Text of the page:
A small army of specialist volunteers rose early at your Boolcoomatta Reserve this April, to discover which creatures had wandered its dunes and saltbush plains through the night.
As children across the country opened their Easter eggs earlier this year, a team of dedicated Bush Heritage scientists, partners and volunteers were already hard at work on Boolcoomatta Reserve in South Australia. Up since the crack of dawn, they were busy trapping, counting and recording the creatures that had traversed the open grasslands and desert outcrops overnight.
Boolcoomatta's unique animals
Listed as vulnerable in South Australia, the dusky hopping-mouse is about twice the size of a common house mouse and is characterised by its long feet, a long tufted tail and big ears.
These furry little Australian marsupials have a dark stripe between their ears on top of the snout, which stretches to their nose. Their sharp-pointed molars indicate they have a different diet from rodents.
This nocturnal rodent has olive-brown fur and a white belly and inhabits the arid and semi-arid areas of Western Australia, South Australia and New South Wales. It is distinguishable from the common house mouse by its larger ears, longer back feet and docile nature.
All Photos by Peter Morris
This was the first major survey to have been conducted on the reserve in five years.
"The enthusiasm was tremendous," says Graham Medlin, the survey coordinator. "You could hardly hear yourself at night in the shearer's mess, with everyone talking excitedly about the day's events."
Corellas call at breakfast
The team, comprised of 33 adults, three teenagers and one child, rose in silence with the sun each morning for four days. They listened to the occasional raucous squawks of the corellas as they travelled in 4WDs to ten different capture sites set around the 63,000-hectare reserve.
"Boolcoomatta is such a delightful place," says Graham, an Honorary Research Associate and sub-fossil expert at the South Australian Museum, and member of the South Australian Field Naturalists Society. "It's one of the best-managed reserves in which I've carried out research."
Hard work and great results
Prior to Bush Heritage purchasing the property in 2006, Boolcoomatta was an outback sheep station.
Since then, volunteers and supporters like you have helped to reduce populations of feral animals, upgrade Boolcoomatta's facilities to enable volunteers and contractors to stay and work at the reserve (including on surveys like this one) and erect exclusion plots to monitor and manage the effect of kangaroos and rabbits on the land.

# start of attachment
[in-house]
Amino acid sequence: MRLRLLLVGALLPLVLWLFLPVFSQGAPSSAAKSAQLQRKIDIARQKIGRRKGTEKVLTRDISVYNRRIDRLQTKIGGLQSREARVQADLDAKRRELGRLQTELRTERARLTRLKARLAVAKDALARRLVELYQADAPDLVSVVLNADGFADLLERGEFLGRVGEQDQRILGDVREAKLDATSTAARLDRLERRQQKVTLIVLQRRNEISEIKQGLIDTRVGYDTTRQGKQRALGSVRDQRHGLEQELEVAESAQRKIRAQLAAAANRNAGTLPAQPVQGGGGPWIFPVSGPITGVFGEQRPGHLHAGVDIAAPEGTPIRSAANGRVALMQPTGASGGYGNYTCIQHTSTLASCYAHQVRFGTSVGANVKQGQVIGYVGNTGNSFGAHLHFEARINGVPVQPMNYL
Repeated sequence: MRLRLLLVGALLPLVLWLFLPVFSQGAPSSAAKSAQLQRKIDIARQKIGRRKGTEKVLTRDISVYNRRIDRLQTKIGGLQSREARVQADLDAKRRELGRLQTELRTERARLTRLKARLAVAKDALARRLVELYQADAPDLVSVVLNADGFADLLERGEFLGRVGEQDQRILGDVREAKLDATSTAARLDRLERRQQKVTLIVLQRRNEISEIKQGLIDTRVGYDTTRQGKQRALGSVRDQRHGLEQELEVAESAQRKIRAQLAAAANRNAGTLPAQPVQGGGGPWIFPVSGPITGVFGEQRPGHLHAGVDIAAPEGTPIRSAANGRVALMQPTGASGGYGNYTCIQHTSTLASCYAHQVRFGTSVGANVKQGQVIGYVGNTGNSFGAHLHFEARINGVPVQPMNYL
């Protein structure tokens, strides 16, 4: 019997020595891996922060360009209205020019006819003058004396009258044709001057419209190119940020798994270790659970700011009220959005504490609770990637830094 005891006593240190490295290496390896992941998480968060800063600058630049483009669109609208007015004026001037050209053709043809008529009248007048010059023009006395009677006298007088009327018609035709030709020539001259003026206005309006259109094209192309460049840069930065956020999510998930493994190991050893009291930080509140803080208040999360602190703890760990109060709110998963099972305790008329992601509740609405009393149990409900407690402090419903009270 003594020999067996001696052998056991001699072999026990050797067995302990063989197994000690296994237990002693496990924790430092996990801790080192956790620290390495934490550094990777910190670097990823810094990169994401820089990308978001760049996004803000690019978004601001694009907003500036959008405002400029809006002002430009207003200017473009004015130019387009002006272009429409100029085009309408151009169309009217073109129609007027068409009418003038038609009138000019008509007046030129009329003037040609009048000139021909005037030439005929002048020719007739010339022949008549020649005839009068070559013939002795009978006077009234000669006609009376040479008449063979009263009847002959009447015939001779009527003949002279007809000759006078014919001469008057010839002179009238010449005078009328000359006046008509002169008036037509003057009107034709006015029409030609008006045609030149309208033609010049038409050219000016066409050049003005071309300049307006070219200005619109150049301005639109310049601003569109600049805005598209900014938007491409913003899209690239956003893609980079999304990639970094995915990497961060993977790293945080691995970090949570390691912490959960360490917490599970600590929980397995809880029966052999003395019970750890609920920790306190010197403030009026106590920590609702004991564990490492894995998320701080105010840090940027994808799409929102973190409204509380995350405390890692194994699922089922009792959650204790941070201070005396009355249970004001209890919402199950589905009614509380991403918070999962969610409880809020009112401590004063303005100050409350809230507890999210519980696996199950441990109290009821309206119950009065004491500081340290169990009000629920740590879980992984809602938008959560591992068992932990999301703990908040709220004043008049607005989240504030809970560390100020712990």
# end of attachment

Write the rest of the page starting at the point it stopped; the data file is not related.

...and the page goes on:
"The health of the area's vegetation is a credit to Bush Heritage and its supporters," Graham says.
Bush Heritage Ecologist Sandy Gilmore sounded pleased as he reached into the pitfall traps and carefully pulled out the lively and sometimes ferocious creatures that had wandered into the traps overnight. (The animals remain unharmed and are returned to their homes after being studied.)
Watch Sandy Gilmore face-to-face with a feisty Bolam's mouse.
"We found several different rodents and marsupials, as well as a large number of skinks, dragons and geckos," says Sandy. "There were dusky hopping-mice, the Bolam's mouse and stripe-faced dunnarts."
A haven for wildlife
These creatures have found a haven at Boolcoomatta that is difficult to find elsewhere. South Australia has the highest rate of mammal extinctions of any state in the country, and Australia has the highest rate of any country in the world.
The volunteers install a trap-line – a low mesh fence that guides reptiles, small mammals, insects, spiders etc. to pit traps (buckets set into the ground).
But on Boolcoomatta, life looks prosperous. A 2010 bird survey showed significant increases in bird populations on the reserve such as redthroats and white-winged fairy wrens.
"It's very exciting," says Sandy. "But we haven't reached the end of the story by any means." With your ongoing support Boolcoomatta will continue to flourish.
Boolcoomatta Reserve was acquired in 2006 with the assistance of the Australian Government's National Reserve System program and the Nature Foundation SA. We gratefully acknowledge The Native Vegetation Council for their support of conservation activities on Boolcoomatta.